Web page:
Review: ‘Goosebumps: Slappy’s Tales of Horror’
This isn’t the first adaptation of R.L. Stine’s Goosebumps series by Graphix, but it’s been a while since they released one. So it’s not surprising that they gave it a try with the release, early this fall, of the new Goosebumps movie. While the movie may have come and gone, the books are still ever so popular (even with middle school students!).
Goosebumps: Slappy’s Tales of Horror
By Dave Roman, Gabriel Hernandez, Ted Naifeh, Jamie Tolagson.
Graphix, Grades 3 and up
If you notice four artists credited here, that’s because each artist adapted one of R.L. Stine’s stories. Each story has a good amount of creepiness that is heightened by the excellent artwork.
In the first story, Jamie Tolagson tells about two children sent off to try out a new ride for a studio tour. But the ride is creepy and the horrors all seem too real. Of course the twist at the end leaves you wondering, and readers might go back to re-read the story and look for clues they missed the first time.
The next story, “The Werewolf of Fever Swamp,” adapted by Gabriel Hernandez, is a bit cliché and predictable, but the artwork ramps up the creepiness factor. When a new family moves to town, they hear stories about the odd goings-on at Fever Swamp. The adults dismiss it as folklore, but the kids, they’re not so sure.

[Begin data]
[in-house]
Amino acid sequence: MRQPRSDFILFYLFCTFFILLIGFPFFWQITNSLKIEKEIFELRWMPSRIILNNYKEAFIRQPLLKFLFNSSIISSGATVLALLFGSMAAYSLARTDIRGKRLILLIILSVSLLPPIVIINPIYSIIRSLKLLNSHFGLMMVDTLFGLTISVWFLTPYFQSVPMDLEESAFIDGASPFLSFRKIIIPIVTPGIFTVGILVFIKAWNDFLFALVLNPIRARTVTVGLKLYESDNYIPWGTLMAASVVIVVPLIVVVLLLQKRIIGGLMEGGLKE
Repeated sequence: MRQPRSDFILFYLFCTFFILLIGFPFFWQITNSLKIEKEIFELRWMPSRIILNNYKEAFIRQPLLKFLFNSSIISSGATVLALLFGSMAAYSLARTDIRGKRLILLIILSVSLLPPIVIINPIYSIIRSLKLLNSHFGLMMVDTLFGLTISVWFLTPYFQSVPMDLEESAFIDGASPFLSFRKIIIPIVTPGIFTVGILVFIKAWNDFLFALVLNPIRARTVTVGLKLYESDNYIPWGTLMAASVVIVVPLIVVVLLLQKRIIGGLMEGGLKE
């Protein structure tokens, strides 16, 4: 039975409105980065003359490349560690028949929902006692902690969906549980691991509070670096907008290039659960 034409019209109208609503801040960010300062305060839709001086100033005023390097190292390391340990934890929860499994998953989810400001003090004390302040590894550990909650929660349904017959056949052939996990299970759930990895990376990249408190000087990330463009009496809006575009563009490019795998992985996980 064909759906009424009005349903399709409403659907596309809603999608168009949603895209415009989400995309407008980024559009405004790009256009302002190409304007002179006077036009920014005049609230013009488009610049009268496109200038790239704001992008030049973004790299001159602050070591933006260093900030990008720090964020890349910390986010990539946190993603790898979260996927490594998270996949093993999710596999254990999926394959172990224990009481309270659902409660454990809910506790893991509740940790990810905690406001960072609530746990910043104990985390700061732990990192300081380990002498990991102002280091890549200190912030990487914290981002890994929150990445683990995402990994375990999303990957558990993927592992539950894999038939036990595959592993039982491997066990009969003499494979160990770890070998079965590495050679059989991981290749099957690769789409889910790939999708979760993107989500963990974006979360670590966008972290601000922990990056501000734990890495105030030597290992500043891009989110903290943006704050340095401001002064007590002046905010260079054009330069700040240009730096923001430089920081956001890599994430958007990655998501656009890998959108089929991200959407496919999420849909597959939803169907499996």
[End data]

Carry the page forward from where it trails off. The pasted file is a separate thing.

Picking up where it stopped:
The third story is adapted by Ted Naifeh, who in my opinion is the master of gore in comics. Two sisters visit ancient cousins and end up meeting ghosts. Again the story is a bit predictable (maybe it’s because I’m getting old), but the artwork adds so much to the story that no one will care that they figured it out.
And finally, the title story is adapted by Dave Roman. “Night of the Living Dummy” is about twin sisters who fight over a dummy (doll) that they find. They fight so much their mother gets a second one, but it turns out the second doll is alive and evil. Again, readers will love the twists and turns and the artwork that will just leave them unnerved.
All in all, this is a fine book to add to a graphic novel collection. Young readers seeking out spooky stories will certainly get their share. They’ll love the full-color illustrations. And some of them might want to leave their lights one when they go to sleep at night.
This review is based on a complimentary copy supplied by the publisher. All images copyright © Graphix.
About Esther Keller
Esther Keller is the librarian at JHS 278, Marine Park in Brooklyn, NY. There she started the library's first graphic novel collection and strongly advocated for using comics in the classroom. She also curates the Graphic Novel collection for the NYC DOE Citywide Digital Library. She started her career at the Brooklyn Public Library and later jumped ship to the school system so she could have summer vacation and a job that would align with a growing family's schedule. On the side, she is a mother of 4 and regularly reviews for SLJ and School Library Connection (formerly LMC). In her past life, she served on the Great Graphic Novels for Teens Committee where she solidified her love and dedication to comics.
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